The European Data Protection Board (EDPB) recently published draft guidelines (Guidelines), impacting online service provider’s ability to process personal data. The Guidelines are open for consultation until 24 May 2019.
The Guidelines are significant because the legal basis a service provider relies on determines and impacts the type and scope of its processing activities. We consider the Guidelines and some of the key examples.
To process personal data lawfully, an organization must identify one or more of the six legal bases specified in the GPDR. Traditionally, consent was a famous legal basis, but changes under the GDPR have meant a greater focus on the legal grounds of contractual necessity (CN) and legitimate interests.
CN, in essence, permits an organization to process personal data necessary to perform a contract with the individual. The Guidelines seek to clarify the regulators’ position on executing a warrant in various circumstances.
Online services only
The Guidelines are concerned only with the application of CN to the processing of personal data in the context of online services. Online services, or ‘information society services’, cover any service “normally provided for remuneration, at a distance, by electronic means and at the individual request of a recipient of services.” This also includes services not paid for directly by the recipient, such as services funded through advertising.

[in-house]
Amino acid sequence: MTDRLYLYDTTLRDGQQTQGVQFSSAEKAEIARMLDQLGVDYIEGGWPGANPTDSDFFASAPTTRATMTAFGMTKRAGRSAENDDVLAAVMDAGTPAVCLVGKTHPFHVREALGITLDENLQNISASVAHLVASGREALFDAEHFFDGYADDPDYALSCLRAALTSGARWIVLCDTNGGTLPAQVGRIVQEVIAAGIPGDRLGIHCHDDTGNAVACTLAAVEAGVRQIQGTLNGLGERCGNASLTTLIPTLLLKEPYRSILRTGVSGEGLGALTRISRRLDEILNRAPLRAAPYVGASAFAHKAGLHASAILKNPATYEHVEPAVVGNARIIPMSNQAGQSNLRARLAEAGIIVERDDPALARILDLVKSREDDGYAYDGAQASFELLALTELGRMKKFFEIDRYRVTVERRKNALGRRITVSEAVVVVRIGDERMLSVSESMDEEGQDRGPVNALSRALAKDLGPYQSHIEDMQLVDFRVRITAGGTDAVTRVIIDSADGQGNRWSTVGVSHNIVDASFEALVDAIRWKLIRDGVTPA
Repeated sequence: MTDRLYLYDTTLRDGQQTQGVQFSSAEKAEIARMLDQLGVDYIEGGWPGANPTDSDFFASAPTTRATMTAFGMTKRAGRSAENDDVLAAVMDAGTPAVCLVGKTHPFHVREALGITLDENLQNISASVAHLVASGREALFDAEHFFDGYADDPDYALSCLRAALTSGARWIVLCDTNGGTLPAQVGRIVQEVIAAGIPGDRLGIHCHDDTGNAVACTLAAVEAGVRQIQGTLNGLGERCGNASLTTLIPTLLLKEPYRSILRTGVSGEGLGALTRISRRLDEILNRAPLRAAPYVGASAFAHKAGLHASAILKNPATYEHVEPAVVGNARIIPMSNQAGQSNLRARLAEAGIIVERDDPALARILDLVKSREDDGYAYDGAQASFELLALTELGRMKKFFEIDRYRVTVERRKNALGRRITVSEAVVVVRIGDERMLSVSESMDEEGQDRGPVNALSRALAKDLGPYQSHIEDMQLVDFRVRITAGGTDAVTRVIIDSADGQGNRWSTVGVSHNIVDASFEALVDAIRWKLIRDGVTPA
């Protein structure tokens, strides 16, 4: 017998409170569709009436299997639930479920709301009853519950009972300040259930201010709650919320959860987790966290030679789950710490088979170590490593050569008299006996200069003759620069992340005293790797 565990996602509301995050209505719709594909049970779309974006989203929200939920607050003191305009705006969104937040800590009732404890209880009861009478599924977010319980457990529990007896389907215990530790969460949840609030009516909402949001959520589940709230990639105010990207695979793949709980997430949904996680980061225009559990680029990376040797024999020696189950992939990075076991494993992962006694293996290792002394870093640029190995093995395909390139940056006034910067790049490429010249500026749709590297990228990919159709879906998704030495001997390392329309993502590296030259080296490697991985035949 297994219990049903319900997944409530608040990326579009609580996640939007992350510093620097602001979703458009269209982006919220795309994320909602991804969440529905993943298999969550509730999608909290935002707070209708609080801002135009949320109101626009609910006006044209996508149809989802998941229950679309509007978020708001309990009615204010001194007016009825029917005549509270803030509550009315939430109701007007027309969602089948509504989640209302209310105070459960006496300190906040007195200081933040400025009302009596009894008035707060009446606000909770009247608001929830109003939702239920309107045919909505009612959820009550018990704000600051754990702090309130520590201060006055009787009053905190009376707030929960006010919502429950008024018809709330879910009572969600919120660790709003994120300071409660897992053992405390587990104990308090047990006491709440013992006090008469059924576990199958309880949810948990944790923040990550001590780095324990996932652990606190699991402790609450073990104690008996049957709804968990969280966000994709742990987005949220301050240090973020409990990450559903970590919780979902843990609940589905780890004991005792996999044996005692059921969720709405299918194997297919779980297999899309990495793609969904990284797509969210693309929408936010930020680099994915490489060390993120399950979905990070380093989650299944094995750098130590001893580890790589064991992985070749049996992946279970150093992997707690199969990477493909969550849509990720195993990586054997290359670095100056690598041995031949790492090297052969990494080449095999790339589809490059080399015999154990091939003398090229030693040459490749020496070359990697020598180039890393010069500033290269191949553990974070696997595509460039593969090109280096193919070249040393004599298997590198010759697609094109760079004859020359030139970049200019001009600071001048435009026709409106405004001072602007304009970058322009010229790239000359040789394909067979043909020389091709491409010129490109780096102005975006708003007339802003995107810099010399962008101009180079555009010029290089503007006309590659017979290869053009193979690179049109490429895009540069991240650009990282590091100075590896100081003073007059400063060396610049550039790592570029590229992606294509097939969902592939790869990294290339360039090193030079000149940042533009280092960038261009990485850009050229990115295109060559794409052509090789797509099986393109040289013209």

The Guidelines do not answer questions that businesses in offline industries may have.
Avoid unfair terms in contracts.
EU law is prescriptive on the types of terms that cannot be included in contracts with consumers. The Unfair Contract Terms Directive, which is implemented in each Member State’s national laws, aims to ensure balanced and transparent terms in consumer cont